accepted would fundamentally change the way we think of bureaucratic
institutions. Published studies on interagency cooperation tend to focus on
public transit and transportation, with only a few references to criminal justice
administration4. Interestingly, though it was not planned, the two principal
interagency cooperation studies are in part based on findings in the Bay Area
and South Bay Area of Northern California (Chisholm, 1987) and in the
Minneapolis-St. Paul Area in Minnesota (Bendor, 1985). In discussing the
Bay Area Transit system, Chisholm (1989) notes that the system itself, which
crosses jurisdictional lines and boundaries, has no legal standing as an
organization as it has no board of directors, no employees, and no ability to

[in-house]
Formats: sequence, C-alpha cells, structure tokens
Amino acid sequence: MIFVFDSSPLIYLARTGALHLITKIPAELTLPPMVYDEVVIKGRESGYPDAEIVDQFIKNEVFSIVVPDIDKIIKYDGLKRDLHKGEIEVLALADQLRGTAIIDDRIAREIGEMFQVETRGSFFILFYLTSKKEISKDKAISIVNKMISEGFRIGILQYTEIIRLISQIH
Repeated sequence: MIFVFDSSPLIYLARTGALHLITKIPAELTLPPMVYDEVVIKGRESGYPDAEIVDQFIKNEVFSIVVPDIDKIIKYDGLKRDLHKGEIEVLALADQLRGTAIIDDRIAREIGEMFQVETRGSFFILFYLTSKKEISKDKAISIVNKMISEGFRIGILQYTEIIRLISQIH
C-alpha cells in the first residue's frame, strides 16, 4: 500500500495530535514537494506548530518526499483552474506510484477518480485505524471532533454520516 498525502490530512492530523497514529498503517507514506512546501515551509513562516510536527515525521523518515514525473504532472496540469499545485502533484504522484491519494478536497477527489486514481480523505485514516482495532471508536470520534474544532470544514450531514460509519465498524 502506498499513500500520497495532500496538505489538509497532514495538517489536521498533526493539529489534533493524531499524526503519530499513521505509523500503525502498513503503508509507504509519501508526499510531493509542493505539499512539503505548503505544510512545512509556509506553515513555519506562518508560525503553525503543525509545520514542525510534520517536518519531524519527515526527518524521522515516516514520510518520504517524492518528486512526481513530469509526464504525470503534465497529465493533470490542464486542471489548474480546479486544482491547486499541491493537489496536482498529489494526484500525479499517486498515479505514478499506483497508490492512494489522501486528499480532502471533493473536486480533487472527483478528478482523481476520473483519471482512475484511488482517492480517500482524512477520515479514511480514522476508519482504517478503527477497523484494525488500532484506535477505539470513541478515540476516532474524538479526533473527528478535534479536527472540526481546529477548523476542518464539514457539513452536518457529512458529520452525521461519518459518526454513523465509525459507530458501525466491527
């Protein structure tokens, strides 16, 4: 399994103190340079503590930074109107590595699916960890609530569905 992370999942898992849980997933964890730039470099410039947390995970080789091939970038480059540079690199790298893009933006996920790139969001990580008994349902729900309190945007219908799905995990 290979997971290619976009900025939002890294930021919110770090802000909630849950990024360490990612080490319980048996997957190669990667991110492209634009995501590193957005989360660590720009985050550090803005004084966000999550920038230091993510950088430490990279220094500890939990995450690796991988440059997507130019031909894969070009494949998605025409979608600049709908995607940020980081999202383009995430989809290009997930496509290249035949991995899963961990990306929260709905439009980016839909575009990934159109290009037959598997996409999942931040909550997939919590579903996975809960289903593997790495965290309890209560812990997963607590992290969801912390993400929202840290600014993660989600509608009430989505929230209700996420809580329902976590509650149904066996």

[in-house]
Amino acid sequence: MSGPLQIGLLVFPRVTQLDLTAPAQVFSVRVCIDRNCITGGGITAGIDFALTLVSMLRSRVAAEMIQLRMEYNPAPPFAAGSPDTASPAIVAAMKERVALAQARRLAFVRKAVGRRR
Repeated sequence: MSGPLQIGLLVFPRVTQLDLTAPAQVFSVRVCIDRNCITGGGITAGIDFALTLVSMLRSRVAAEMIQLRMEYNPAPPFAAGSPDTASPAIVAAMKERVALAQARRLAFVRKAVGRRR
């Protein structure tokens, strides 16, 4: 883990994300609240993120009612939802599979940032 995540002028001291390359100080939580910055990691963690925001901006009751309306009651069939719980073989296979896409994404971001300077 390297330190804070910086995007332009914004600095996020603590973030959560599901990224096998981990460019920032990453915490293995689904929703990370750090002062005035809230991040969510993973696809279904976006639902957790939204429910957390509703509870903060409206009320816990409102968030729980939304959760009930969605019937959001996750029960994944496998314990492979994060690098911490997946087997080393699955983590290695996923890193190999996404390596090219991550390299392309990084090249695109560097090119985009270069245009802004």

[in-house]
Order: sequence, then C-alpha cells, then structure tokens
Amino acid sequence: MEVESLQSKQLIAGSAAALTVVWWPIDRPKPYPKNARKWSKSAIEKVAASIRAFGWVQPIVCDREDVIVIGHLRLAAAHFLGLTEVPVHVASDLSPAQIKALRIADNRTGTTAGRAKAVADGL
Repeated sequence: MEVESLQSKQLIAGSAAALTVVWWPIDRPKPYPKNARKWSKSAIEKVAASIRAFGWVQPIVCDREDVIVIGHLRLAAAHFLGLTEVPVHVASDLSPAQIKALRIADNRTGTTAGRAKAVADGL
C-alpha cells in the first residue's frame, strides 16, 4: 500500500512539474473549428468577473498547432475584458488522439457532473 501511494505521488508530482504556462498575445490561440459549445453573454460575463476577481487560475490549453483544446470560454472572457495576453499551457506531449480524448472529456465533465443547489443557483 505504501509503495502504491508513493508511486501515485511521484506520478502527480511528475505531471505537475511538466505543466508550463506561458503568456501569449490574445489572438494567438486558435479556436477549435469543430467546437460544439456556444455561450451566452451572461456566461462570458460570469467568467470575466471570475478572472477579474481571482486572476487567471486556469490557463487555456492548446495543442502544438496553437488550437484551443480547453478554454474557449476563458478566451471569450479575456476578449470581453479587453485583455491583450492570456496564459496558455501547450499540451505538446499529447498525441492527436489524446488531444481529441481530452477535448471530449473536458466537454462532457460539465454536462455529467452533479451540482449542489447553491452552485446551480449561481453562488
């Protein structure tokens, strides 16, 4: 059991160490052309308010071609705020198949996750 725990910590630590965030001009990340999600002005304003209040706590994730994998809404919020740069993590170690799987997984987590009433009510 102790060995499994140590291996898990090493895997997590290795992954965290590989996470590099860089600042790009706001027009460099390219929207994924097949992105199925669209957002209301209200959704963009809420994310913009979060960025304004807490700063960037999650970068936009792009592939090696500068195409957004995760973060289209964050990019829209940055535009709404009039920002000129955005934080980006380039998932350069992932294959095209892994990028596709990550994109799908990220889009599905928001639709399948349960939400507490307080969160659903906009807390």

levy taxes. However, what makes the system work is what he calls a
shadowy, elusive system of informal channels, behavioral norms, and
agreements (p. 97). This study was originally, and remains, at least
partially based on the idea that it is this elusive and shadowy element of
government that makes community justice work in the manner that it does.
Working from a similar idea5, Bendor (1985) makes a compelling
argument for governmental redundancy, an idea that is antithetical to
everything many people have come to believe about how public agencies
should operate a government option that is based on what he terms
parallel systems which, on the face, smacks of inefficiency, inequity, and
back alley decision making to the detriment of citizens, communities, and of
course, taxpayers. For those organizations well steeped in the traditional
68


public administration and organizational theory writings of Weber (1938),
Simon (1946), Taylor (1912), Barnard (1938), and others, the idea of
encouraging, to any extent, redundancy in government, is almost laughable,